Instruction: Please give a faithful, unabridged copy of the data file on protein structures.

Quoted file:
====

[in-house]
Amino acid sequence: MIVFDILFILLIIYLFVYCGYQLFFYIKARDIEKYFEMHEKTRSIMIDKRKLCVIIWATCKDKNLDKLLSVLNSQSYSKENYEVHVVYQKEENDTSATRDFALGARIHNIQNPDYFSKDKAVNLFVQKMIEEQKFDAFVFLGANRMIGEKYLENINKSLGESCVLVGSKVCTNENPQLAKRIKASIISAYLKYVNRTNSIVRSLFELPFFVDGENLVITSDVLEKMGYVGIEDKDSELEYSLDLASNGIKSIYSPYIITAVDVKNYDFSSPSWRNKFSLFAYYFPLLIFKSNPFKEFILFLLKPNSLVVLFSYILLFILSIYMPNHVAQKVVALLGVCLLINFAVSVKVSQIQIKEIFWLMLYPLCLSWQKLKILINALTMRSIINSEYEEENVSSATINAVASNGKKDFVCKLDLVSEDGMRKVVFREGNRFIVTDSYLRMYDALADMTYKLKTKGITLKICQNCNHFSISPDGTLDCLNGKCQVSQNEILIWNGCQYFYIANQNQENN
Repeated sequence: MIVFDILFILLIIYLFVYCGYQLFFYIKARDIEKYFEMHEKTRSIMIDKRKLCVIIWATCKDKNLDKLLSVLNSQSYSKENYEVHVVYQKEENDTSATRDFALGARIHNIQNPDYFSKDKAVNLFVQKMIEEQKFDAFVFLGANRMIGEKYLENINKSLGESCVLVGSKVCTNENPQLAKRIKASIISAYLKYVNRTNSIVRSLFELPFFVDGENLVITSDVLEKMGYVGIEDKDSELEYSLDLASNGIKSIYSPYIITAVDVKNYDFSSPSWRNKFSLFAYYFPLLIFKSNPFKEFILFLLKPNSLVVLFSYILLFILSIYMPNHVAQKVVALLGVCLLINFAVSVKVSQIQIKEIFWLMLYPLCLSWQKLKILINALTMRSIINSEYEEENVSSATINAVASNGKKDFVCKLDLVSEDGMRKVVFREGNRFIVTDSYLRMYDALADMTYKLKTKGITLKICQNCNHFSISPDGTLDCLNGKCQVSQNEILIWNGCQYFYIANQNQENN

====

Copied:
[in-house]
Amino acid sequence: MIVFDILFILLIIYLFVYCGYQLFFYIKARDIEKYFEMHEKTRSIMIDKRKLCVIIWATCKDKNLDKLLSVLNSQSYSKENYEVHVVYQKEENDTSATRDFALGARIHNIQNPDYFSKDKAVNLFVQKMIEEQKFDAFVFLGANRMIGEKYLENINKSLGESCVLVGSKVCTNENPQLAKRIKASIISAYLKYVNRTNSIVRSLFELPFFVDGENLVITSDVLEKMGYVGIEDKDSELEYSLDLASNGIKSIYSPYIITAVDVKNYDFSSPSWRNKFSLFAYYFPLLIFKSNPFKEFILFLLKPNSLVVLFSYILLFILSIYMPNHVAQKVVALLGVCLLINFAVSVKVSQIQIKEIFWLMLYPLCLSWQKLKILINALTMRSIINSEYEEENVSSATINAVASNGKKDFVCKLDLVSEDGMRKVVFREGNRFIVTDSYLRMYDALADMTYKLKTKGITLKICQNCNHFSISPDGTLDCLNGKCQVSQNEILIWNGCQYFYIANQNQENN
Repeated sequence: MIVFDILFILLIIYLFVYCGYQLFFYIKARDIEKYFEMHEKTRSIMIDKRKLCVIIWATCKDKNLDKLLSVLNSQSYSKENYEVHVVYQKEENDTSATRDFALGARIHNIQNPDYFSKDKAVNLFVQKMIEEQKFDAFVFLGANRMIGEKYLENINKSLGESCVLVGSKVCTNENPQLAKRIKASIISAYLKYVNRTNSIVRSLFELPFFVDGENLVITSDVLEKMGYVGIEDKDSELEYSLDLASNGIKSIYSPYIITAVDVKNYDFSSPSWRNKFSLFAYYFPLLIFKSNPFKEFILFLLKPNSLVVLFSYILLFILSIYMPNHVAQKVVALLGVCLLINFAVSVKVSQIQIKEIFWLMLYPLCLSWQKLKILINALTMRSIINSEYEEENVSSATINAVASNGKKDFVCKLDLVSEDGMRKVVFREGNRFIVTDSYLRMYDALADMTYKLKTKGITLKICQNCNHFSISPDGTLDCLNGKCQVSQNEILIWNGCQYFYIANQNQENN